NYT reported There were personal testimonies about Jesus from the stage, a comedian quoting Scripture and a five-piece band performing contemporary Christian praise songs. Then hundreds of Air Force chaplains stood and sang, many with palms upturned, in a service with a distinctively evangelical tone. It was the opening ceremony of a four-day Spiritual Fitness Conference at a Hilton hotel here last month organized and paid for by the Air Force for many of its United States-based chaplains and their families, at a cost of $300,000. The chaplains, who pledge when they enter the military to minister to everyone, Methodist, Mormon or Muslim, attended workshops on "The Purpose Driven Life," the best seller by the megachurch pastor Rick Warren, and on how to improve their worship services. In the hotel hallways, vendors from Focus on the Family and other evangelical organizations promoted materials for the chaplains to use in their work.
Were evangelical organizations the only vendors present, or just the only ones that the NYT thinks are "fit to print".The event was just one indication of the extent to which evangelical Christians have become a growing force in the Air Force chaplain corps, a trend documented by military records and interviews with more than two dozen chaplains and other military officials. Figures provided by the Air Force show that from 1994 to 2005 the number of chaplains from many evangelical and Pentecostal churches rose, some doubling. For example, chaplains from the Full Gospel Fellowship of Churches and Ministries International increased to 10 from none. The Church of the Nazarene rose to 12 from 6.
This is good. There are evangelicals in the service, and they should have chaplains familiar with their faith.At the same time, the number of chaplains from the Roman Catholic Church declined to 94 from 167, and there were declines in more liberal, mainline Protestant churches: the United Church of Christ to 3 from 11, the United Methodist Church to 50 from 64.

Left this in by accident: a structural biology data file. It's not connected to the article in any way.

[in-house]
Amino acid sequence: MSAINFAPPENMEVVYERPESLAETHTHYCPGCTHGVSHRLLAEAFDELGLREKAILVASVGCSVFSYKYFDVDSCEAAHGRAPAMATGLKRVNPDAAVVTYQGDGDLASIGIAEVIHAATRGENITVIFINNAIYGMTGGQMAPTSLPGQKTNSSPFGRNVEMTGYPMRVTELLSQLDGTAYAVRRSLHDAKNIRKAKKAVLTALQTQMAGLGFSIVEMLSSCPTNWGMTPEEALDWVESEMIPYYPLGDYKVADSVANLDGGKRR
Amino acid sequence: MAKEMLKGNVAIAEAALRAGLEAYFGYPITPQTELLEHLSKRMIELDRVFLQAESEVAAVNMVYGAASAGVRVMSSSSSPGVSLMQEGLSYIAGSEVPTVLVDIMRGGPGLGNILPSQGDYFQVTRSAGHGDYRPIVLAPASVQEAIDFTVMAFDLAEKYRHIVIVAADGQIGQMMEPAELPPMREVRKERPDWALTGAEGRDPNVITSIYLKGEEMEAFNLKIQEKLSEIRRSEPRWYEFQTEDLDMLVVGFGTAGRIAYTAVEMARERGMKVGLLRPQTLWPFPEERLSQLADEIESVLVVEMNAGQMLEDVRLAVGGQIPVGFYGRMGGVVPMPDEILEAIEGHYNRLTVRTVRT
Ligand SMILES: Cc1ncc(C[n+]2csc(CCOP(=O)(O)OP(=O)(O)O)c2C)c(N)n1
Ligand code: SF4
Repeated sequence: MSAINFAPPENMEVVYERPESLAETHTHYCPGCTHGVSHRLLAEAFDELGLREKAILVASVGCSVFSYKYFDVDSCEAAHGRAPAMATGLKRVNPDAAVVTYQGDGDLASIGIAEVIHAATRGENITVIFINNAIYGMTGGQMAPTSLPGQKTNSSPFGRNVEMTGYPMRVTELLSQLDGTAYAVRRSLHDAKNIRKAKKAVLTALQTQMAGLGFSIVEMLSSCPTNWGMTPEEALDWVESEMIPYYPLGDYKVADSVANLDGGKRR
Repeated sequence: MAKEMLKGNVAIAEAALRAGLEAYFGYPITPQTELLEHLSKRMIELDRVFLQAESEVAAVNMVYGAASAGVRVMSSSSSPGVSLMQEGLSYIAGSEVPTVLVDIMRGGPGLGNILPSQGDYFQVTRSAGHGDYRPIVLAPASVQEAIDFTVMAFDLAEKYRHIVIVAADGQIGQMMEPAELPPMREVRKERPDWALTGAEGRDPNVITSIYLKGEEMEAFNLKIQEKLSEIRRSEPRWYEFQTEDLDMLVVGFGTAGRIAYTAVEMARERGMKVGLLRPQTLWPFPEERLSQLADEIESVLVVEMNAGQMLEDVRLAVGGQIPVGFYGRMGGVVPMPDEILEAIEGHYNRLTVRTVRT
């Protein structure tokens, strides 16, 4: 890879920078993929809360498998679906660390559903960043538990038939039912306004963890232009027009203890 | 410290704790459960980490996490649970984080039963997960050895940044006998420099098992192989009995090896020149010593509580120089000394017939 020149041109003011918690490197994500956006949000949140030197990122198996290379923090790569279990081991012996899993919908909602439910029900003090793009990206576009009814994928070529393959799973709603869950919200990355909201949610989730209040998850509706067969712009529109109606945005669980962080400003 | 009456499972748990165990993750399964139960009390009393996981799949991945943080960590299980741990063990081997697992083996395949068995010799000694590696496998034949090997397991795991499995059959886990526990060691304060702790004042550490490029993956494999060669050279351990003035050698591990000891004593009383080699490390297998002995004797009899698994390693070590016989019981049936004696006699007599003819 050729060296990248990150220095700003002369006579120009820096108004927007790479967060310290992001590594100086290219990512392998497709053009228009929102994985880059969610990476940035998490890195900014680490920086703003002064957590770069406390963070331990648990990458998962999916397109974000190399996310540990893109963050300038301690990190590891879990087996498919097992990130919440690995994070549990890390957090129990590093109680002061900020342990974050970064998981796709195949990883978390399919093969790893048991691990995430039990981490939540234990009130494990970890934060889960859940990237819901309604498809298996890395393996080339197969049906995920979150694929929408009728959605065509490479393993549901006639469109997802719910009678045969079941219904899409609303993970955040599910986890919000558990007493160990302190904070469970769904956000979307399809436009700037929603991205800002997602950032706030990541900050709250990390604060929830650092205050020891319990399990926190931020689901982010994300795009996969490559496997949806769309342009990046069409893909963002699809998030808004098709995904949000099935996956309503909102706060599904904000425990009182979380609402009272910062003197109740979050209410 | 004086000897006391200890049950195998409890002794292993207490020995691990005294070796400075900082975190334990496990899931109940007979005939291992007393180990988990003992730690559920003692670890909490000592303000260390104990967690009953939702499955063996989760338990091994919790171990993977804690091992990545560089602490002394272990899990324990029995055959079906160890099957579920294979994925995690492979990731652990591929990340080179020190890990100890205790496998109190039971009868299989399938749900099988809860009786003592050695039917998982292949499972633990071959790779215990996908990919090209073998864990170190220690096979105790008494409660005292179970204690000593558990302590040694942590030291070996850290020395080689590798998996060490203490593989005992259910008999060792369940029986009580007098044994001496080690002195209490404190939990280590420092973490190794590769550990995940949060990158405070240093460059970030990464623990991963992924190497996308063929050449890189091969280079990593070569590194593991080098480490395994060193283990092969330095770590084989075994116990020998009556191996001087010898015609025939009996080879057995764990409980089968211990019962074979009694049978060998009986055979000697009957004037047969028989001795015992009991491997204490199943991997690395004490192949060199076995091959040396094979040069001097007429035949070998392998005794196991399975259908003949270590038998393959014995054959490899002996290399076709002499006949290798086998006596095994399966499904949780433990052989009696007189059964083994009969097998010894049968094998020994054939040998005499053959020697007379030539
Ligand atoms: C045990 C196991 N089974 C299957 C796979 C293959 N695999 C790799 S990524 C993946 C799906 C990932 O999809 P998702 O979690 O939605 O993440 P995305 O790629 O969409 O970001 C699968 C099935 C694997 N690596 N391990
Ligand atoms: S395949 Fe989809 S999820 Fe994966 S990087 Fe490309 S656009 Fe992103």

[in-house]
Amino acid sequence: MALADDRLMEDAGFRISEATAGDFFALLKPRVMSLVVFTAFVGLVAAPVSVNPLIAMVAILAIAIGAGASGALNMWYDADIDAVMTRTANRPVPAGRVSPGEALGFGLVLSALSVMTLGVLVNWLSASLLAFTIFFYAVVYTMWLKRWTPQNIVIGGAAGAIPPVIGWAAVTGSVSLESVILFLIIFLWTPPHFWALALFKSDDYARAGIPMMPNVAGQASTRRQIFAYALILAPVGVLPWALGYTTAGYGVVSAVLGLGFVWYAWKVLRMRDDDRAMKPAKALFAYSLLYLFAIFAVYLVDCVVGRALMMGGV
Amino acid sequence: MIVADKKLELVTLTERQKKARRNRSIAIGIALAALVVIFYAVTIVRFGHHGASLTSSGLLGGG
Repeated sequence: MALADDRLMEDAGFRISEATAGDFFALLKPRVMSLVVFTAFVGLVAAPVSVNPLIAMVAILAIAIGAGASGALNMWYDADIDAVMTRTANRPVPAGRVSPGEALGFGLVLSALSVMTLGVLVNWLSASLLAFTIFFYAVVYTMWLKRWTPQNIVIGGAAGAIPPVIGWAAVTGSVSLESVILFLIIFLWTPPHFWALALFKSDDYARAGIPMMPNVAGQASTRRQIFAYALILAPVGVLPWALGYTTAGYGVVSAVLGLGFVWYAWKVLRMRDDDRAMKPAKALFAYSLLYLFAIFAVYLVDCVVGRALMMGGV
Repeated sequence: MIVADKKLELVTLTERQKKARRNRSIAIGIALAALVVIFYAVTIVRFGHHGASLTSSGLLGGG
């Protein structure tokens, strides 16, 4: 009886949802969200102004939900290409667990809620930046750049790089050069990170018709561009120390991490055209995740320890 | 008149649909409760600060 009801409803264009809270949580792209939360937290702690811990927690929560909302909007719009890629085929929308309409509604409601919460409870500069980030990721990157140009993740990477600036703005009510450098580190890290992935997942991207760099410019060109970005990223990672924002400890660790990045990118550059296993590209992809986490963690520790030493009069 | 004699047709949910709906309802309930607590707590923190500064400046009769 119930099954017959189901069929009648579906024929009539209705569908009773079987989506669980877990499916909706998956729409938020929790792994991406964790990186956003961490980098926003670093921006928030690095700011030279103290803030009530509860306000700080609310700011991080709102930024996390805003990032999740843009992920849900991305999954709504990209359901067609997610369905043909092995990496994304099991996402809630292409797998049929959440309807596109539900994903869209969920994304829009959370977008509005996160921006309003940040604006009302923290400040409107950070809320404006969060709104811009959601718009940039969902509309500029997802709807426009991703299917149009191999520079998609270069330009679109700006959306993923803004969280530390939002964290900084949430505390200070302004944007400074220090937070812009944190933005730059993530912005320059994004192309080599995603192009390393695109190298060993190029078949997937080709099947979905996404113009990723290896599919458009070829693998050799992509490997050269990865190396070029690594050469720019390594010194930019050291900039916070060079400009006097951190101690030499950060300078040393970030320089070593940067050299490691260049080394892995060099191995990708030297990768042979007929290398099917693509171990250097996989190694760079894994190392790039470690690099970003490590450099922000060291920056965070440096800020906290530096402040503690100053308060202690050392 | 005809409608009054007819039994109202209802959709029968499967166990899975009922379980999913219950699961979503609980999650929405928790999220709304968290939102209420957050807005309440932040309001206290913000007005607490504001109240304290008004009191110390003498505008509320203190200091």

The Catholic Church has seen a significant dropoff in new priests, so it is not surprising that the number interested in being chaplains has dropped off also.Other branches of the military did not make available similar statistics, but officials say they are seeing the same trend. The change mirrors the Air Force as a whole, where representation is rising from evangelical churches. But there are also increasing numbers of enlistees from minority religions as well as atheists. It has all created a complicated environment and caused tensions over tolerance and the role of the military chaplain.
As indicated above, they "pledge when they enter the military to minister to everyone, Methodist, Mormon or Muslim"Some conflicts have already become public. A Pentagon investigation into the religious climate at the Air Force Academy here found no overt discrimination, but it did find that officers and faculty members periodically used their positions to promote their Christian beliefs and failed to accommodate non-Christian cadets, for example refusing them time off for religious holidays.
Some faiths have a LOT of holidays; should they get a lot of time off because of that?Other conflicts have remained out of the public eye, like the 50 evangelical chaplains who have filed a class action suit against the Navy charging they were dismissed or denied promotions. One of the chaplains said that once while leading an evangelical style service at a base in Okinawa he was interrupted by an Episcopal chaplain who announced he was stepping in to lead "a proper Christian worship service." There is also a former Marine who said that about half of the eight chaplains he came into contact with in his military career tried to convince him to abandon his Mormon faith, telling him it was "wicked" or "Satanic."
That is not proper, but it is also an unattributed anacdote.Part of the struggle, chaplains and officials say, is the result of growing diversity. But part is from evangelicals following their church's teachings to make converts while serving in a military job where they are supposed to serve the spiritual needs of soldiers, fliers and sailors of every faith. Evangelical chaplains say they walk a fine line. Brig. Gen. Cecil R. Richardson, the Air Force deputy chief of chaplains, said in an interview, "We will not proselytize, but we reserve the right to evangelize the unchurched." The distinction, he said, is that proselytizing is trying to convert someone in an aggressive way, while evangelizing is more gently sharing the gospel.
Hugh Hewitt blogged The New York Times has its latest installment in the "Drive Evangelicals from the Military" series.